Filling a Hertz bus tank with Redeem, a fuel made from rotting organic material, in Los Angeles.
California’s Clean Energy Fuels has just announced that they have begun the sale of a car fuel made with methane that they source from landfill sites. It’s already projected to do remarkably well; the company expects to sell 15 million gallons of Redeem biogas in California this year at 40 filling stations as well as to a customer base that includes SuperShuttle and Hertz.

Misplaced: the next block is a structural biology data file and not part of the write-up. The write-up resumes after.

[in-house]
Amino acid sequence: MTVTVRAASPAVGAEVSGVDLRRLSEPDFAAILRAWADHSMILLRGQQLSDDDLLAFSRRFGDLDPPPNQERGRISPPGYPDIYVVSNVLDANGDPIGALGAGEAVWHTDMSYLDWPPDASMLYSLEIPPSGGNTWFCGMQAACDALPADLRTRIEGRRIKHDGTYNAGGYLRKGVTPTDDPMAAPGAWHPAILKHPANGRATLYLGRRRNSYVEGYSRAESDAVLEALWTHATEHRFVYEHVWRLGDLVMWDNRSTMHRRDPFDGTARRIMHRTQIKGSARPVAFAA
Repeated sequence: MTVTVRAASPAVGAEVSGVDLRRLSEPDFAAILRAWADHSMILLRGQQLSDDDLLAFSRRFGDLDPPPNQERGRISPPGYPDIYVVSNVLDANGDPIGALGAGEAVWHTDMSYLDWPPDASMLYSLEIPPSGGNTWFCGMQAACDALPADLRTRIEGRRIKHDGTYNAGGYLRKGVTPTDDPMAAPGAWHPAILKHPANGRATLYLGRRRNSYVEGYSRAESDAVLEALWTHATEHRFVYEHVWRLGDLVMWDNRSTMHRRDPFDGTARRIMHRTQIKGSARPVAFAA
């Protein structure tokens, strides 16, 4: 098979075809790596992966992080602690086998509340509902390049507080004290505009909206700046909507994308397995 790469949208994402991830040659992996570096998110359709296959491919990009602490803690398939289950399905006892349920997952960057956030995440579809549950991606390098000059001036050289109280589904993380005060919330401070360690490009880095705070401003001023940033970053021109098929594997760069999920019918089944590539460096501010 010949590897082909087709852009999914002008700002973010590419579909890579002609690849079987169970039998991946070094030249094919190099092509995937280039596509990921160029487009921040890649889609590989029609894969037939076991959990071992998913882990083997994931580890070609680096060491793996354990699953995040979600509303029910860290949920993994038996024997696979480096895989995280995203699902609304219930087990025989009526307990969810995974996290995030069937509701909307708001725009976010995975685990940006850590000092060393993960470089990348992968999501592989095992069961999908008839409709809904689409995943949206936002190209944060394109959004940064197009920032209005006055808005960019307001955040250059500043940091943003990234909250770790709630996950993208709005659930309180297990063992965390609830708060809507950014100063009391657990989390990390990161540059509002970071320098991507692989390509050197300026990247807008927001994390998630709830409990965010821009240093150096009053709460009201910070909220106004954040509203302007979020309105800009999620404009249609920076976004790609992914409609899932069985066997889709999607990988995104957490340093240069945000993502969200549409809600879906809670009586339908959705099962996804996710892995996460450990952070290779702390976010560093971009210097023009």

The primary benefit of landfill-sourced methane is that we don’t have to frack for it—thus no irradiated rivers or unexpected earthquakes caused by its production. But it turns out there are other environmental benefits too: Clean Energy’s CEO explained to the nytimesthat “Redeem can burn 90 percent cleaner than diesel.”
Additionally, the removal of methane gas from landfill does have some impact on reducing the gas’s significant environmental impact. Methane is the second most prevalent source of human-driven greenhouse gas emissions, and landfill sites are the third-largest source of those emissions. Furthermore, because of the source of the gas, it counts as a renewable source of energy.